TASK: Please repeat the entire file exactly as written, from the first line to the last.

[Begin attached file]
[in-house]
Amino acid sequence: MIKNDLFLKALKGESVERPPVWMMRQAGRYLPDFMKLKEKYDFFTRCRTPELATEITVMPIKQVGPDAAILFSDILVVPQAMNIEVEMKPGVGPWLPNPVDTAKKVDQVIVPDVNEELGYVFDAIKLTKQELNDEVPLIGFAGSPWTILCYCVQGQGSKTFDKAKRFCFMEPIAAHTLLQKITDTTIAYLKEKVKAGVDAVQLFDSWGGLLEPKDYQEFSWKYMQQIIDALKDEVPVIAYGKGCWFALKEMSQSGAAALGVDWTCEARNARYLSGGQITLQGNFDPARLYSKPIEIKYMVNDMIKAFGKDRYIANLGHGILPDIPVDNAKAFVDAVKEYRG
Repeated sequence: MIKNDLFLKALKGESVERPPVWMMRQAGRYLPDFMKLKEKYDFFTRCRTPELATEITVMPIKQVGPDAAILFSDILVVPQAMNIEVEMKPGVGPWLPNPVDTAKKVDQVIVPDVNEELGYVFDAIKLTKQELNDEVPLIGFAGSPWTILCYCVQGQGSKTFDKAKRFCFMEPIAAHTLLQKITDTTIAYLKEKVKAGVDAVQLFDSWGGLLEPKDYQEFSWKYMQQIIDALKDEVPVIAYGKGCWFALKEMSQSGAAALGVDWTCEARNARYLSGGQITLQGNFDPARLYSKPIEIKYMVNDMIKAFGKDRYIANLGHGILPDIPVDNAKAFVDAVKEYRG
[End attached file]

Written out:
[in-house]
Amino acid sequence: MIKNDLFLKALKGESVERPPVWMMRQAGRYLPDFMKLKEKYDFFTRCRTPELATEITVMPIKQVGPDAAILFSDILVVPQAMNIEVEMKPGVGPWLPNPVDTAKKVDQVIVPDVNEELGYVFDAIKLTKQELNDEVPLIGFAGSPWTILCYCVQGQGSKTFDKAKRFCFMEPIAAHTLLQKITDTTIAYLKEKVKAGVDAVQLFDSWGGLLEPKDYQEFSWKYMQQIIDALKDEVPVIAYGKGCWFALKEMSQSGAAALGVDWTCEARNARYLSGGQITLQGNFDPARLYSKPIEIKYMVNDMIKAFGKDRYIANLGHGILPDIPVDNAKAFVDAVKEYRG
Repeated sequence: MIKNDLFLKALKGESVERPPVWMMRQAGRYLPDFMKLKEKYDFFTRCRTPELATEITVMPIKQVGPDAAILFSDILVVPQAMNIEVEMKPGVGPWLPNPVDTAKKVDQVIVPDVNEELGYVFDAIKLTKQELNDEVPLIGFAGSPWTILCYCVQGQGSKTFDKAKRFCFMEPIAAHTLLQKITDTTIAYLKEKVKAGVDAVQLFDSWGGLLEPKDYQEFSWKYMQQIIDALKDEVPVIAYGKGCWFALKEMSQSGAAALGVDWTCEARNARYLSGGQITLQGNFDPARLYSKPIEIKYMVNDMIKAFGKDRYIANLGHGILPDIPVDNAKAFVDAVKEYRG